4 Misconceptions About Therapy

4 Misconceptions About Therapy

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Mental health problems are more common than you think. In fact, statistics from the National Institute of Mental Health show that 51.5 million U.S. adults have some form of mental illness. But the stigma that surrounds mental health problems and misconceptions about therapy — teletherapy and traditional face-to-face sessions — can prevent people from scheduling an appointment. From the availability of therapy being open to everyone, there’s still much to do to educate the public about mental health wellness. But to begin, this article will clear up some of the misconceptions many people tend to have about therapy:

 

 

1. It Involves Lying On A Couch While A Therapist Takes Notes


This scenario is something you typically encounter in movies and books. However, this arrangement can create a psychological and physical separation between the therapist and client. This can prevent the client from connecting and disclosing important information. A good setting for a therapy session should be similar to a living room where both of you sit in comfortable chairs. This is non-confrontational while also encouraging dialog. A therapist also shouldn’t be too close as to accidentally intrude on your personal space.

Alternatively, teletherapy is also a good option for those who would rather get therapy from the comfort of their own homes. This is also more convenient as you can schedule when you want your appointment to be, and choose the therapist you think can help you best. While you can't remain anonymous in teletherapy, it's secure. And information such as name and contact details are available only to your therapist.

 

 

2. It Always Involves Prescription Medication


Depression is one of the most common mental illnesses, with the Center for Disease Control and Prevention saying that one in every six adults experience it at some point in their lives. It’s also common for people with depression to also experience some anxiety disorders. Depression is usually managed through prescribed drugs, and because of how common the condition is, another misconception about therapy is that it always involves prescription medication.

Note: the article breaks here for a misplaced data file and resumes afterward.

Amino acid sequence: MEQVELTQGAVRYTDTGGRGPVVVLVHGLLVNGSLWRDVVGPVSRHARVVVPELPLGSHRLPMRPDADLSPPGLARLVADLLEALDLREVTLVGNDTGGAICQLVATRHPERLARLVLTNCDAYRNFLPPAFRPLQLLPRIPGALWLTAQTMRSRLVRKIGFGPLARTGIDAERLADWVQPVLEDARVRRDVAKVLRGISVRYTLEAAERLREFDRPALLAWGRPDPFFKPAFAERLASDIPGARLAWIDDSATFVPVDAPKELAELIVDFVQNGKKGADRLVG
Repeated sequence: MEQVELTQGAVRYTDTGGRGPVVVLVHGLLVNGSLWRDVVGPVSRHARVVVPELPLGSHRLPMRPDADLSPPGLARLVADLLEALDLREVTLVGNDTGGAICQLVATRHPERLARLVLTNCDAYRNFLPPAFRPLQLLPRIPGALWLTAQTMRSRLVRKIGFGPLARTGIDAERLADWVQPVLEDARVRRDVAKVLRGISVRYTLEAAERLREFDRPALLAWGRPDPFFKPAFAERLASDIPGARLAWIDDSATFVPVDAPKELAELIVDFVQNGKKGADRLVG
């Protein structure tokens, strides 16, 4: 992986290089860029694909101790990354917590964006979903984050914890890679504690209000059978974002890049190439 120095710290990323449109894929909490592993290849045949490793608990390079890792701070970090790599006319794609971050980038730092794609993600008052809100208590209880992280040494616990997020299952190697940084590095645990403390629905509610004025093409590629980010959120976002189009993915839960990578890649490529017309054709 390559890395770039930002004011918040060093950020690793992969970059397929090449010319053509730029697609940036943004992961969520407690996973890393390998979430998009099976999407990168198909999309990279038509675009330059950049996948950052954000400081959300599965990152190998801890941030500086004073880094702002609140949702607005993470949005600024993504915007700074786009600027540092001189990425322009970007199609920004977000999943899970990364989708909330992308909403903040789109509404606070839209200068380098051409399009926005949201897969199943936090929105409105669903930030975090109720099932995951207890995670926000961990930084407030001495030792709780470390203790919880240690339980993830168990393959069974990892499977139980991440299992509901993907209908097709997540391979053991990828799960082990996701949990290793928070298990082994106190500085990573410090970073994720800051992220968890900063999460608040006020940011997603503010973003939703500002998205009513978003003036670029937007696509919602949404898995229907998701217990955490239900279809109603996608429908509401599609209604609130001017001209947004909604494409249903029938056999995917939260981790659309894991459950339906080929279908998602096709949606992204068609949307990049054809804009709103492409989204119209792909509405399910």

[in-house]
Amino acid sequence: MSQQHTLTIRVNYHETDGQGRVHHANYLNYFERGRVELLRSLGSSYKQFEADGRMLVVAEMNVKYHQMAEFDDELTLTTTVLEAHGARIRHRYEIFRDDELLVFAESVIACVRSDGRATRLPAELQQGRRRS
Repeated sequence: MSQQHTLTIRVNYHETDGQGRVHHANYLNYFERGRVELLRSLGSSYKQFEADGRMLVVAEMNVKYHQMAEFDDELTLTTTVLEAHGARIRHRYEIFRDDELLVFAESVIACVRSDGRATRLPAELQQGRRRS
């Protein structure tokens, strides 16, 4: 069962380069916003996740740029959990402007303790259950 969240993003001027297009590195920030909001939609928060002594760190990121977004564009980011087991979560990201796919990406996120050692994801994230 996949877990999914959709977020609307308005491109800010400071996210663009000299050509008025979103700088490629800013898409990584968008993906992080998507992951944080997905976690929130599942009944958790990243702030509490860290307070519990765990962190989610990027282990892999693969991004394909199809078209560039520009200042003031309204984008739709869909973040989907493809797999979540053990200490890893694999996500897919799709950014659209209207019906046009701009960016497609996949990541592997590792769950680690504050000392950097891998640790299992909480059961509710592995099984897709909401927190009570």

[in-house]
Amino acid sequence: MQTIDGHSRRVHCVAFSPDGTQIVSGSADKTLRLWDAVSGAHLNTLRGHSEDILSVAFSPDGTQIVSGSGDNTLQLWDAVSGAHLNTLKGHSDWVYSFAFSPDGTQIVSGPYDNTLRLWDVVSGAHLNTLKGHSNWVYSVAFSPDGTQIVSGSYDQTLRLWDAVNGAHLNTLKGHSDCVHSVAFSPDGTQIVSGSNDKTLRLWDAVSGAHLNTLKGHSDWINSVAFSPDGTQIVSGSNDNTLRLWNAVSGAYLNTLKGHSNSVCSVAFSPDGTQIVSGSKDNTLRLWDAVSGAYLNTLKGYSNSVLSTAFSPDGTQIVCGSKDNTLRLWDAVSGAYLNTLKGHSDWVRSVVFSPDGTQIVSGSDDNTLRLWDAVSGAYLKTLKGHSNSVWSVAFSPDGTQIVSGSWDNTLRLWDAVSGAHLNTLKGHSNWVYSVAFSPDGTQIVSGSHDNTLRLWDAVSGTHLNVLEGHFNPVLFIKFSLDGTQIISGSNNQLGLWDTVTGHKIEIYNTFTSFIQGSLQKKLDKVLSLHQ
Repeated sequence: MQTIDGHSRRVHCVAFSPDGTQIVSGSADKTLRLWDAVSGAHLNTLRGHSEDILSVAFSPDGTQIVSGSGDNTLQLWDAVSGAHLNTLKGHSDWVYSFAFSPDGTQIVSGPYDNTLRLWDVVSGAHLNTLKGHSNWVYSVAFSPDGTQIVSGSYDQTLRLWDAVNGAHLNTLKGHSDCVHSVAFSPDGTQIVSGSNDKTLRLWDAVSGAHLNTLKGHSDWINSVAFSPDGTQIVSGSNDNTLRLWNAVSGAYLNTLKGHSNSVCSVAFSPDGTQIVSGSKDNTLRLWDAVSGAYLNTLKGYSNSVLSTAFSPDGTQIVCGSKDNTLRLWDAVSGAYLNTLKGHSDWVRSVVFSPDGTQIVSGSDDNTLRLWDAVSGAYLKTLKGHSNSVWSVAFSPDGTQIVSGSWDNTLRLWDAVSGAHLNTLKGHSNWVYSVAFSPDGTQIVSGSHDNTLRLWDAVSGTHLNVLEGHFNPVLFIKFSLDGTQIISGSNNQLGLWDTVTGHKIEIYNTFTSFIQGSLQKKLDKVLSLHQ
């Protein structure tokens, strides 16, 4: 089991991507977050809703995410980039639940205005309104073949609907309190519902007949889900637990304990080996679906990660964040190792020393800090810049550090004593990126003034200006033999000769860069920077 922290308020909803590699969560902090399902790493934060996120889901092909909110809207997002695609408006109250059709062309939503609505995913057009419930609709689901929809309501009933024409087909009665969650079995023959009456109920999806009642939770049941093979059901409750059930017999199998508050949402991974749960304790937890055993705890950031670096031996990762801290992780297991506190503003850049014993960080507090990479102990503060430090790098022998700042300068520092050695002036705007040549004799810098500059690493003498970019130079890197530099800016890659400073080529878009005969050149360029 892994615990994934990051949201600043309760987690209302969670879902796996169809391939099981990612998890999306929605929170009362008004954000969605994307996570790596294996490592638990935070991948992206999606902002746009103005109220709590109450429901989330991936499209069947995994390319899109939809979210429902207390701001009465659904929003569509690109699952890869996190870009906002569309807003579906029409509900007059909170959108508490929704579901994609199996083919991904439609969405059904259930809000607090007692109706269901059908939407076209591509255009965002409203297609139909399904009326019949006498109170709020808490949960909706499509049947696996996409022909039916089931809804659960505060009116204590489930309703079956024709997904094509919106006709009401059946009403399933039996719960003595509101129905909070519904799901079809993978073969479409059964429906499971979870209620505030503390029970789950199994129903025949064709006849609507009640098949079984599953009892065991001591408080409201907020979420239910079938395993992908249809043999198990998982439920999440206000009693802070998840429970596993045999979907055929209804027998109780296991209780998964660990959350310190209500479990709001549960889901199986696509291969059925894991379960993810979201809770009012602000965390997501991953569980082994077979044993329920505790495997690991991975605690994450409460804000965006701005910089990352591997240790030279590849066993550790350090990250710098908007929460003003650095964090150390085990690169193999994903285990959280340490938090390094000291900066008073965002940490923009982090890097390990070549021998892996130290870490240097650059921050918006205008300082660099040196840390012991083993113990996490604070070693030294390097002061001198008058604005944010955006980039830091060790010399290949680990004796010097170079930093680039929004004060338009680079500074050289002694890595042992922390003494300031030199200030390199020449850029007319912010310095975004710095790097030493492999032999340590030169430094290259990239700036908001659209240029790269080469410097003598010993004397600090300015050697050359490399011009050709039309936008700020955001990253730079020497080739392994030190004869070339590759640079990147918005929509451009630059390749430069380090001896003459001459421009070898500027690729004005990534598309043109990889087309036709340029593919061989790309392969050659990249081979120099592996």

However, SymptomFind mentions that this isn't always the case as there are other kinds of therapy that don't require pharmaceutical management, like talk therapy. But you do have the choice of whether you want to take meds outside of it or not. Mental health professionals also consider other factors before getting a patient started on medications, such as if they have experienced drug failures before. Some therapists also believe that medications are only absolutely essential for the most severe cases of mental illnesses, such as psychosis.

 

 

3. It Gives Ready-made Solutions To Your Problems


Therapists don’t have pre-planned solutions for everyone. They don't have a one-size-fits-all proposal. Instead, they tailor their therapy sessions around your needs by listening to you and guiding you to realize patterns in your behavior and any events that may have led to it. Rather than curing you, they teach you good coping skills that you can use to change for the better. If you're having sessions through teletherapy, they may be able to further contextualize their suggestions since they can have a feel of your surroundings.

For instance, if you have a social anxiety disorder, our 5 Tips for Managing Social Anxiety Disorder article says that a therapist can help you identify negative thoughts and feelings and suggest coping strategies. An example is refocusing your attention away from your symptoms to anchor yourself. If they happen to see during a teletherapy session that you have a dog, they may suggest playing with them to distract you from your anxiety.

 

 

4. It’s Only For People With Mental Health Problems


While therapy can be very useful for people with mental illnesses, Self shows that there are many other reasons you might want to go to therapy — and they're all equally as valid. You can even go to therapy if you feel stuck or unsure about what you feel since therapists can help you figure out your goals and identify obstacles that may be preventing you from reaching them.

Alternatively, you can also have an appointment if you just want an unbiased and confidential person to talk to. But rather than giving advice, a therapist will guide you to reach certain realizations of whatever is bothering you, and what you can do about them. If you find it difficult to immediately let go of the stigma that only those with mental health problems go to therapy, you can try even just one teletherapy session first since it doesn't require you to go out of your way to physically see someone. This is so you can get a feel as to how sessions go and see if it's something you'd like to continue.


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Alice Palmer

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